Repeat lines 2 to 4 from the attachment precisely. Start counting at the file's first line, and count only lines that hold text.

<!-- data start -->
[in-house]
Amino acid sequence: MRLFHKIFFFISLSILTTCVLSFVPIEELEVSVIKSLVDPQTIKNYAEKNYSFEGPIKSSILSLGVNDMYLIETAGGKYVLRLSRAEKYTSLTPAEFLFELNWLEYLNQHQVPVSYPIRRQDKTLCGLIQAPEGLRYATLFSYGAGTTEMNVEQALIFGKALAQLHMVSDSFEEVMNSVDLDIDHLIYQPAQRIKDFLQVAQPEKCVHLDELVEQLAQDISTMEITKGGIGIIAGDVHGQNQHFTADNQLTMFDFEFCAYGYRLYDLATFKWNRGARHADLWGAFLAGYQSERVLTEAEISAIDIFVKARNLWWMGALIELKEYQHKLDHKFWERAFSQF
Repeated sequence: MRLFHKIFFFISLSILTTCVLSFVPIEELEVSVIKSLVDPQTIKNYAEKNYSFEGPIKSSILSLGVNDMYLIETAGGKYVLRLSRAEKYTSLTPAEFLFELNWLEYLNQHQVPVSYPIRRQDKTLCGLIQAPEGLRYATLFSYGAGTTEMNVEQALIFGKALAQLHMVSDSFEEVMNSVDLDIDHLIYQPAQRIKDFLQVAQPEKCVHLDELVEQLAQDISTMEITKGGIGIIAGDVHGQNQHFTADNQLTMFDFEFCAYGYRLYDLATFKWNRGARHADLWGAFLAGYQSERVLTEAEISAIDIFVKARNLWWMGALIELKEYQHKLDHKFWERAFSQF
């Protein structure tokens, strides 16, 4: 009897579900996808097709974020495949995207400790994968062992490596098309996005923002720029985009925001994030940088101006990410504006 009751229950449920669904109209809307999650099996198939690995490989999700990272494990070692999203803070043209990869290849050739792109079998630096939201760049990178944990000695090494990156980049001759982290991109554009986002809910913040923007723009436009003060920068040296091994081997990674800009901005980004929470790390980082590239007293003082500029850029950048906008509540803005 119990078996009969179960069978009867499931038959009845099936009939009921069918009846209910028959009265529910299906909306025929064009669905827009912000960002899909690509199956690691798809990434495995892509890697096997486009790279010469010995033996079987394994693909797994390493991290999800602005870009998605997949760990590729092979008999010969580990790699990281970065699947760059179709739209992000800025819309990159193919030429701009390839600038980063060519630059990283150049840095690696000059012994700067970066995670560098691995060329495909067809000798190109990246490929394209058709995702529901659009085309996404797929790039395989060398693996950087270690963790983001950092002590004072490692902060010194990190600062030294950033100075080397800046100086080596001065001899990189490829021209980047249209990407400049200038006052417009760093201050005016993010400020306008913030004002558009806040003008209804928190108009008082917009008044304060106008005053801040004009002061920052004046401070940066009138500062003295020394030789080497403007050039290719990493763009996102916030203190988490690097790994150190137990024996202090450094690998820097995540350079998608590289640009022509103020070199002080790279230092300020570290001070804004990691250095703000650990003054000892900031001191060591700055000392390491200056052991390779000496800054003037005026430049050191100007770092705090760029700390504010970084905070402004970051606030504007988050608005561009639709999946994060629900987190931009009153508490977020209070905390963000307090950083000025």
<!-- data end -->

Amino acid sequence: MRLFHKIFFFISLSILTTCVLSFVPIEELEVSVIKSLVDPQTIKNYAEKNYSFEGPIKSSILSLGVNDMYLIETAGGKYVLRLSRAEKYTSLTPAEFLFELNWLEYLNQHQVPVSYPIRRQDKTLCGLIQAPEGLRYATLFSYGAGTTEMNVEQALIFGKALAQLHMVSDSFEEVMNSVDLDIDHLIYQPAQRIKDFLQVAQPEKCVHLDELVEQLAQDISTMEITKGGIGIIAGDVHGQNQHFTADNQLTMFDFEFCAYGYRLYDLATFKWNRGARHADLWGAFLAGYQSERVLTEAEISAIDIFVKARNLWWMGALIELKEYQHKLDHKFWERAFSQF
Repeated sequence: MRLFHKIFFFISLSILTTCVLSFVPIEELEVSVIKSLVDPQTIKNYAEKNYSFEGPIKSSILSLGVNDMYLIETAGGKYVLRLSRAEKYTSLTPAEFLFELNWLEYLNQHQVPVSYPIRRQDKTLCGLIQAPEGLRYATLFSYGAGTTEMNVEQALIFGKALAQLHMVSDSFEEVMNSVDLDIDHLIYQPAQRIKDFLQVAQPEKCVHLDELVEQLAQDISTMEITKGGIGIIAGDVHGQNQHFTADNQLTMFDFEFCAYGYRLYDLATFKWNRGARHADLWGAFLAGYQSERVLTEAEISAIDIFVKARNLWWMGALIELKEYQHKLDHKFWERAFSQF
């Protein structure tokens, strides 16, 4: 009897579900996808097709974020495949995207400790994968062992490596098309996005923002720029985009925001994030940088101006990410504006 009751229950449920669904109209809307999650099996198939690995490989999700990272494990070692999203803070043209990869290849050739792109079998630096939201760049990178944990000695090494990156980049001759982290991109554009986002809910913040923007723009436009003060920068040296091994081997990674800009901005980004929470790390980082590239007293003082500029850029950048906008509540803005 119990078996009969179960069978009867499931038959009845099936009939009921069918009846209910028959009265529910299906909306025929064009669905827009912000960002899909690509199956690691798809990434495995892509890697096997486009790279010469010995033996079987394994693909797994390493991290999800602005870009998605997949760990590729092979008999010969580990790699990281970065699947760059179709739209992000800025819309990159193919030429701009390839600038980063060519630059990283150049840095690696000059012994700067970066995670560098691995060329495909067809000798190109990246490929394209058709995702529901659009085309996404797929790039395989060398693996950087270690963790983001950092002590004072490692902060010194990190600062030294950033100075080397800046100086080596001065001899990189490829021209980047249209990407400049200038006052417009760093201050005016993010400020306008913030004002558009806040003008209804928190108009008082917009008044304060106008005053801040004009002061920052004046401070940066009138500062003295020394030789080497403007050039290719990493763009996102916030203190988490690097790994150190137990024996202090450094690998820097995540350079998608590289640009022509103020070199002080790279230092300020570290001070804004990691250095703000650990003054000892900031001191060591700055000392390491200056052991390779000496800054003037005026430049050191100007770092705090760029700390504010970084905070402004970051606030504007988050608005561009639709999946994060629900987190931009009153508490977020209070905390963000307090950083000025």